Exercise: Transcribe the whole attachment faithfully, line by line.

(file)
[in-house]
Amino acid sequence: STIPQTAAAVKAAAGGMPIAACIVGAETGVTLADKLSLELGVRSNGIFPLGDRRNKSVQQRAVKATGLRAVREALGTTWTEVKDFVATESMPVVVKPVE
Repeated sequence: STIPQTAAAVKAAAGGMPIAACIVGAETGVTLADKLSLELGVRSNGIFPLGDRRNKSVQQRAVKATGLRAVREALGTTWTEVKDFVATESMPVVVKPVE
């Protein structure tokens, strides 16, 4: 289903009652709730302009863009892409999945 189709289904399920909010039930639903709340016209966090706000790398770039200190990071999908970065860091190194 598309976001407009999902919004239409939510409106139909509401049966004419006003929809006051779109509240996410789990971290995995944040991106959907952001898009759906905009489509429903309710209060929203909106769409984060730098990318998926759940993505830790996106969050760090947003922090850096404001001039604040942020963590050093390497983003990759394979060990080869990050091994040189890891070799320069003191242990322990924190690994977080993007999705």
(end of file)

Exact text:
[in-house]
Amino acid sequence: STIPQTAAAVKAAAGGMPIAACIVGAETGVTLADKLSLELGVRSNGIFPLGDRRNKSVQQRAVKATGLRAVREALGTTWTEVKDFVATESMPVVVKPVE
Repeated sequence: STIPQTAAAVKAAAGGMPIAACIVGAETGVTLADKLSLELGVRSNGIFPLGDRRNKSVQQRAVKATGLRAVREALGTTWTEVKDFVATESMPVVVKPVE
């Protein structure tokens, strides 16, 4: 289903009652709730302009863009892409999945 189709289904399920909010039930639903709340016209966090706000790398770039200190990071999908970065860091190194 598309976001407009999902919004239409939510409106139909509401049966004419006003929809006051779109509240996410789990971290995995944040991106959907952001898009759906905009489509429903309710209060929203909106769409984060730098990318998926759940993505830790996106969050760090947003922090850096404001001039604040942020963590050093390497983003990759394979060990080869990050091994040189890891070799320069003191242990322990924190690994977080993007999705």